Because the pandemic was so unpredictable, banks’ financial forecasting models had to be quickly updated amid unprecedented change. Even as COVID-19 will recede into memory years from now, many banks will be more conscious that vast instability can wallop countries as seemingly established as the US in a matter of days. Even if your business is “recession-proof,” how disaster-resistant is it? A pandemic like we are living through was unimaginable for many of us just 2 years ago—banks and businesses will probably be thinking about future large-scale disruptions when determining risk management.
“The effects of COVID-19 were so rapid, wide-ranging, and interconnected that banks’ liquidity, market, and credit risk models could not adequately reflect them,” multinational accounting firm KPMG noted in a report. “Unemployment, for example, shot up massively almost overnight in many countries and jurisdictions when in a ‘normal’ recessionary period it climbs slowly over a longer period. Assumptions behind models therefore had to be rapidly reviewed.”
The pandemic impacted different sectors of the economy very differently—e-commerce boomed and tourism was decimated. Many now might expect the reverse to occur, but the reality won’t be clear until we’re closer to mitigating the pandemic across the world. Even then, it’ll likely be difficult for banks dealing with small businesses to forget how a sudden disruption could impact your bottom line.
“Credit portfolios, which had to be reweighted away from challenged sectors such as airlines, leisure, and corporate real estate, will continue to dynamically evolve in the aftermath of the pandemic,” KPMG continued. “Lending criteria in personal markets are likely to become more stringent. However, opportunities could also arise as changes to consumer behavior create new types of credit demand.”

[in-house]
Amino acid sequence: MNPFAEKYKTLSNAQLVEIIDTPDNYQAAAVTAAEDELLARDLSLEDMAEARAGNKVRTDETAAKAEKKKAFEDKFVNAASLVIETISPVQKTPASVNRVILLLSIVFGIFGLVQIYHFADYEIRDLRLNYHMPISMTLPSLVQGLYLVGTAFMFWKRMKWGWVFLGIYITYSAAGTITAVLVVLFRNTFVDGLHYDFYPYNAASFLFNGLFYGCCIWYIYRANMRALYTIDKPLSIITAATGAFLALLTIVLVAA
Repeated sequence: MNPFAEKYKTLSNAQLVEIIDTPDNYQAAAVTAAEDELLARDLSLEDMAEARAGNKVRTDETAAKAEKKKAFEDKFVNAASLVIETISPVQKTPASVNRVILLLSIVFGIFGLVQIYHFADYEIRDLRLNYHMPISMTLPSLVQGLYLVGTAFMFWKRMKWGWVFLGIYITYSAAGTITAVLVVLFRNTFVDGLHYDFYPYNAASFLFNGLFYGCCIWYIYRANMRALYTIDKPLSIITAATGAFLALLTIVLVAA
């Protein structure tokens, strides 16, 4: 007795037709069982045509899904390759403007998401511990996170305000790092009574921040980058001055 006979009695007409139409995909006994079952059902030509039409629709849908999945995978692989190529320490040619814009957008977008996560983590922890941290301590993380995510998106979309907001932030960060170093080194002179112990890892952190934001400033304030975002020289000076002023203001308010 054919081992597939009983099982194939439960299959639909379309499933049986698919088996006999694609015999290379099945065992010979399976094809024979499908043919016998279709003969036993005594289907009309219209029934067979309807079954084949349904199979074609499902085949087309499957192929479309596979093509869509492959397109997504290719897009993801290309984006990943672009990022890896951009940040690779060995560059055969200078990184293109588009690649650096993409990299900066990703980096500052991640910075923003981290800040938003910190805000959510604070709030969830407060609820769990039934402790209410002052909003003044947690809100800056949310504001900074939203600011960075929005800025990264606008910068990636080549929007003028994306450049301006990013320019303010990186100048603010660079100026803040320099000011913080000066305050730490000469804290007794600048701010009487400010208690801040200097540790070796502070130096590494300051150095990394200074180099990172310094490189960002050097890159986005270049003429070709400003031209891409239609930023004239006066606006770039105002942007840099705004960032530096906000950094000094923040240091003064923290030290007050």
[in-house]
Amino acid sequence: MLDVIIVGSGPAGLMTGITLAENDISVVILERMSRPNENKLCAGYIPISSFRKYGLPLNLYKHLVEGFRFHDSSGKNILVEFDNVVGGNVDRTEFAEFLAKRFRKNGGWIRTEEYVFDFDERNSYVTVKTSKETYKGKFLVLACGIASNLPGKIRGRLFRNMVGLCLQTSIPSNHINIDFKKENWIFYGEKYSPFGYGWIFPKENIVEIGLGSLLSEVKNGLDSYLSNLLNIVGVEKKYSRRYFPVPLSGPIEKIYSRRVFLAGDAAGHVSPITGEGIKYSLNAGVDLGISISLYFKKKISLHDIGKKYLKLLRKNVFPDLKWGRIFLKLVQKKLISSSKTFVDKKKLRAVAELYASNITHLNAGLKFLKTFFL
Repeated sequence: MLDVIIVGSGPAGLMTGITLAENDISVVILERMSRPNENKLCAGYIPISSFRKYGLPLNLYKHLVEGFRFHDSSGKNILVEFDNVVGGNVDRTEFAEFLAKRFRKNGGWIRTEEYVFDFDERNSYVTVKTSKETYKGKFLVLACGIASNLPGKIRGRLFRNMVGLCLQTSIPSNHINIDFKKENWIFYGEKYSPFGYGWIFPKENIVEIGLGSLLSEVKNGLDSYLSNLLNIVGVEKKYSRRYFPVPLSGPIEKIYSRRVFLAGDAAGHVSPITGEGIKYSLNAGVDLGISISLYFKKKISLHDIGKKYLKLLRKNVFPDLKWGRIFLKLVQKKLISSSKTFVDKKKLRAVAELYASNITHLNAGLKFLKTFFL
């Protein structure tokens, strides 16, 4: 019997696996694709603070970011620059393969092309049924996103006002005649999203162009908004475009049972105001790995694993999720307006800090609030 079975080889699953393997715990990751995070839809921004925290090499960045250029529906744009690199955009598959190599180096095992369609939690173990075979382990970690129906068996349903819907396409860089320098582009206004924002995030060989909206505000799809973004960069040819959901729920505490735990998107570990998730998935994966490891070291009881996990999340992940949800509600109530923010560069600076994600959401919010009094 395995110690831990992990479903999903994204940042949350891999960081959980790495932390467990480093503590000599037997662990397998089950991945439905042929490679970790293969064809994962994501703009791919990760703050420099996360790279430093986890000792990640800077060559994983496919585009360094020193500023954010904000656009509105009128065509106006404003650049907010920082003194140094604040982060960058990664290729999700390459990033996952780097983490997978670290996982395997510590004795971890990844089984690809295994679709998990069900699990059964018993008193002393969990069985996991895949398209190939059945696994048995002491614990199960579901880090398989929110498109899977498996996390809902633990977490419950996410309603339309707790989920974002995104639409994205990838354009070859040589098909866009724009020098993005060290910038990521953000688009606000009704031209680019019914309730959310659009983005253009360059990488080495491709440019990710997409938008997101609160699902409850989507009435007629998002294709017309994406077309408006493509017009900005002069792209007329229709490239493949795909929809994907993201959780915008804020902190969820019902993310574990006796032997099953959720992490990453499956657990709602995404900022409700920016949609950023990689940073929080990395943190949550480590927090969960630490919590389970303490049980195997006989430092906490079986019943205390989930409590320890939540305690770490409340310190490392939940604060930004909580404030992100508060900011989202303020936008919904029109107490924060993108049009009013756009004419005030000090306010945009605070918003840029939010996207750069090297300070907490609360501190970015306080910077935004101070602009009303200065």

When a crisis like COVID-19 happens, the capital and liquidity at banks are strapped. It makes sense, then, that banks would be interested in moving capital toward businesses that remain productive even during a crisis. That doesn’t mean they are completely afraid of risk, but there has to be good evidence from accurate forecasting models that the risk is well worth the investment.
“Reliable metrics require alignment between the risk and finance functions from a business outcome perspective rather than merely ensuring technology alignment between risk and finance IT teams,” the consultancy arm of multinational corporation Tata explained in a report. “Banks that lack an active risk and finance alignment program should initiate one while banks that have already taken steps in this direction must ensure that the program is driven by broader business outcomes instead of just cost optimization and IT systems rationalization goals.”
As banks push to bulk up their risk management divisions as efficiently as possible, potential small business lenders should expect the process to be more regulated, fact-checked, and automated for at least the near future. Understanding the potential risks your operation faces is key because then you can explain how you would mitigate the impacts of something like a sudden global pandemic. While you can’t eliminate risk, you can still prepare for the unexpected. It’s not perfect, but preparation is a far better posture than reacting after a new crisis appears.